" [A]lthough Upset Tax Sales and Judicial Tax Sales are distinct, both are 'tax sales' because they each involve the sale of property for delinquent taxes." In re Sale No. 10, 801 A.2d at 1283. The notice requirements of section 607.1(a) of the Law apply equally to upset tax sales and judicial tax sales. Id. at 1288. In any tax sale case, the Bureau has the burden of proving compliance with the statutory provisions of the Law. In re Tax Sale of Real Property Situated in Jefferson Township, 828 A.2d 475, 479 (Pa. Cmwlth. 2003). " The purpose of Section 611 or any other notice provision of the . . . Law is not to strip away citizens' property rights." Manufacturers and Traders Trust Company v. Luzerne County Tax Claim Bureau, 56 A.3d 36, 38-39 (Pa. Cmwlth. 2012). " A taxing bureau's duty to investigate such matters is confined to determining the owners of record and then to use ordinary common sense business practices to ascertain

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proper addresses where notice of the tax sale may be given." In re Tax Claim Bureau of Schuylkill County Sale of September 29, 2000, 798 A.2d 845, 849 (Pa. Cmwlth. 2002).

In accordance with section 607.1(a) of the Law, the Bureau was required to make reasonable efforts to serve 777 L.L.P with notice of the judicial tax sale. According to Emel's testimony, the Bureau attempted to personally serve 777 L.L.P. by sheriff's service, and it sent notice to 777 L.L.P. by certified mail, posted notice of the sale near the Property, and published notice of the judicial tax sale in the Legal Register and the Times Leader, a newspaper of general circulation. Although the Bureau attempted to provide 777 L.L.P. with notice of the judicial tax sale at the 72 Park Avenue and 777 South Franklin Street addresses, the Bureau was required to make reasonable efforts in accordance with section 607.1(a) of the Law, which includes performing a search of current telephone directories, searching the dockets and indices of the Recorder of Deeds office, and attempting to contact any alternate address found within the Property's file.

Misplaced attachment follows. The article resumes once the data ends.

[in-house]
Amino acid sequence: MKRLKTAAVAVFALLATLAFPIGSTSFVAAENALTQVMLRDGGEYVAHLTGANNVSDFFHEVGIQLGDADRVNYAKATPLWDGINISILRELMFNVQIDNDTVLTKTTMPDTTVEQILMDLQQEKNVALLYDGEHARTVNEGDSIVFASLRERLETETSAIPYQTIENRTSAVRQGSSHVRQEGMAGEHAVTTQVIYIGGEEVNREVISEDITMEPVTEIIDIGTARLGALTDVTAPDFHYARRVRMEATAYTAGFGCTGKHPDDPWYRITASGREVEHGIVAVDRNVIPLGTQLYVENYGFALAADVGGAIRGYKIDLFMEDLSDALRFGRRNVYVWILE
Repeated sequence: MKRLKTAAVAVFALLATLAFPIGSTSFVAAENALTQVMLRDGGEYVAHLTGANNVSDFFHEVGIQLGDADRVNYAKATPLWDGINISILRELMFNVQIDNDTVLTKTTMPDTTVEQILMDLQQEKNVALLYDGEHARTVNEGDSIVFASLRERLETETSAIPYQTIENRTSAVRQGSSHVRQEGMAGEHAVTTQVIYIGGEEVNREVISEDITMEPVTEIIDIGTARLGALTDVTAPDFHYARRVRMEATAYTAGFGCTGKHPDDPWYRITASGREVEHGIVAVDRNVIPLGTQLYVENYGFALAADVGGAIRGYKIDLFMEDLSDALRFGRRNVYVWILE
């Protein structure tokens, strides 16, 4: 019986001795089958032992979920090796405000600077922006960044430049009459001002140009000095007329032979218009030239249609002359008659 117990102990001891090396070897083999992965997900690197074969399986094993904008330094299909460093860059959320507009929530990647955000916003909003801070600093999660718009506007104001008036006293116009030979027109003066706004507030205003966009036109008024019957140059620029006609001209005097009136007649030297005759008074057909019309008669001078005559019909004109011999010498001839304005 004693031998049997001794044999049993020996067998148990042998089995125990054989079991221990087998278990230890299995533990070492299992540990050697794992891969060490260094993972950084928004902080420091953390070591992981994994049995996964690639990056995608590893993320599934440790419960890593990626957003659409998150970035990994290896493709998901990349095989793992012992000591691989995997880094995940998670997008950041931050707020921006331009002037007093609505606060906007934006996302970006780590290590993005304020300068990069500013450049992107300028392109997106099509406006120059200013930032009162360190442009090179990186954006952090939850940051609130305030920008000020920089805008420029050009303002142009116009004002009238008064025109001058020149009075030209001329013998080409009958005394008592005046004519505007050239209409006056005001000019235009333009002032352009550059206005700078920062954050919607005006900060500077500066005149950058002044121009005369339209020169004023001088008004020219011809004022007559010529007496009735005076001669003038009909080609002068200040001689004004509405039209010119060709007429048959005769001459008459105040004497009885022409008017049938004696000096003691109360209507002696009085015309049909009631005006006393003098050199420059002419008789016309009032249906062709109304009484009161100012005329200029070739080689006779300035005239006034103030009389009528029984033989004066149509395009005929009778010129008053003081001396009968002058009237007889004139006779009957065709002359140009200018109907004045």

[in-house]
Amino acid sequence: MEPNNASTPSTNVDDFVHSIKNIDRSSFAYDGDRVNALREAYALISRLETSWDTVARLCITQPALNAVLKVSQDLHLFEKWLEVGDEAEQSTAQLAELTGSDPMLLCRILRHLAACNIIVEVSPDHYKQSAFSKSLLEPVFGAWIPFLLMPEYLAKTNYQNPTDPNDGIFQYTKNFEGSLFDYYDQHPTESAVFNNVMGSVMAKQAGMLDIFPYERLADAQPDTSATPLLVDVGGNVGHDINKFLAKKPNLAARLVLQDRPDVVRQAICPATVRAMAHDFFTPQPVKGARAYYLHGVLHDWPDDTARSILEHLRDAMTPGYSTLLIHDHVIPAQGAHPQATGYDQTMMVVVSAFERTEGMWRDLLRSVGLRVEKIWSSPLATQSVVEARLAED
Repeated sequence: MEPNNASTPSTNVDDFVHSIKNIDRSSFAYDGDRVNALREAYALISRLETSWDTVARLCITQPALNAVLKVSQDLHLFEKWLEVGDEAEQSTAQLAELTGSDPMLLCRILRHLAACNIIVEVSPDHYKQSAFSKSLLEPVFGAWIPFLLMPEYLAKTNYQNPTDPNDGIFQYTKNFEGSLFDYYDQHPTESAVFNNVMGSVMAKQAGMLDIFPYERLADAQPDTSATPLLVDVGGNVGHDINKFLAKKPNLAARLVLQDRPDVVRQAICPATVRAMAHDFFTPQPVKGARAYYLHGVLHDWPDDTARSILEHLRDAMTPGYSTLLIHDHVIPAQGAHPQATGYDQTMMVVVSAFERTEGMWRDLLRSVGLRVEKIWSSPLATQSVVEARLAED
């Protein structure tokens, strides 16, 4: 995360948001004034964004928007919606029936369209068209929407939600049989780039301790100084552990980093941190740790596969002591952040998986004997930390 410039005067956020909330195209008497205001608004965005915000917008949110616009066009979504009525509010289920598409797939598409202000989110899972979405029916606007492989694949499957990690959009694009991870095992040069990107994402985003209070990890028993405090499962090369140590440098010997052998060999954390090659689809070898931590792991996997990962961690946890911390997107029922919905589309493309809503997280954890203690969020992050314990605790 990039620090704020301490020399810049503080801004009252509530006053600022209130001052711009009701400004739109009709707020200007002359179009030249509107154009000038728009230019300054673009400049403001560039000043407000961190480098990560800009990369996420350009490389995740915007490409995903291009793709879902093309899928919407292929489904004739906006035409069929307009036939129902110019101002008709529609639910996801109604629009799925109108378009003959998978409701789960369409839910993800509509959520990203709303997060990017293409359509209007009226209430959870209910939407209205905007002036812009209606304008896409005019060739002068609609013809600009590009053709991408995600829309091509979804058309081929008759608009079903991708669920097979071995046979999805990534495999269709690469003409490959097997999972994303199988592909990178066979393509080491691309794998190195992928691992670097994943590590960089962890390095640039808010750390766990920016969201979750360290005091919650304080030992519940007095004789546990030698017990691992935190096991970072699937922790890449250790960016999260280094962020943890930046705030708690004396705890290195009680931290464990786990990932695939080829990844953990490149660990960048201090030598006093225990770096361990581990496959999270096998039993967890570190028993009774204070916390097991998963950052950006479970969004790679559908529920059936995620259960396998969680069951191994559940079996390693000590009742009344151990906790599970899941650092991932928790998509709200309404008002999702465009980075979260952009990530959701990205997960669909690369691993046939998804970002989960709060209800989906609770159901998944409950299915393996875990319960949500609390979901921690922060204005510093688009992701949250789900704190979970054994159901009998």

Based on Emel's admissions, the Bureau did not comply with the " reasonable efforts" required in section 607.1(a) of the Law. As the trial court aptly concluded, " [w]e find nothing in the testimony of . . . Emel to establish, or even suggest, that employing the name of the taxpayer or tax paying entity in conducting the required records search is onerous or unreasonable." (Trial court op. at 12.) The Bureau already had the proper name of 777 L.L.P. in its possession and a search using this name would not have unduly burdened the Bureau.

Mannino asserts that, pursuant to In re Serfass, 651 A.2d 677 (Pa. Cmwlth. 1994), the notice requirements for upset tax sales are more rigorous than the notice requirements for judicial tax sales. Although Mannino correctly states the law, the facts of In re Serfass are distinguishable from this case. In In re Serfass, the tax claim bureau held an upset tax sale of a property, but the upset price was not reached. Thereafter, the tax claim bureau petitioned the common pleas court to sell the property at a judicial tax sale. The common pleas court issued a rule to show cause why the property should not be sold at a judicial tax sale, which was personally served by the sheriff's office on the property owner. The property owner did not appear or respond to the rule to show cause, and the property was sold at a judicial tax sale. Subsequently, the property owner filed a petition to set aside the judicial tax sale, which the common pleas court dismissed.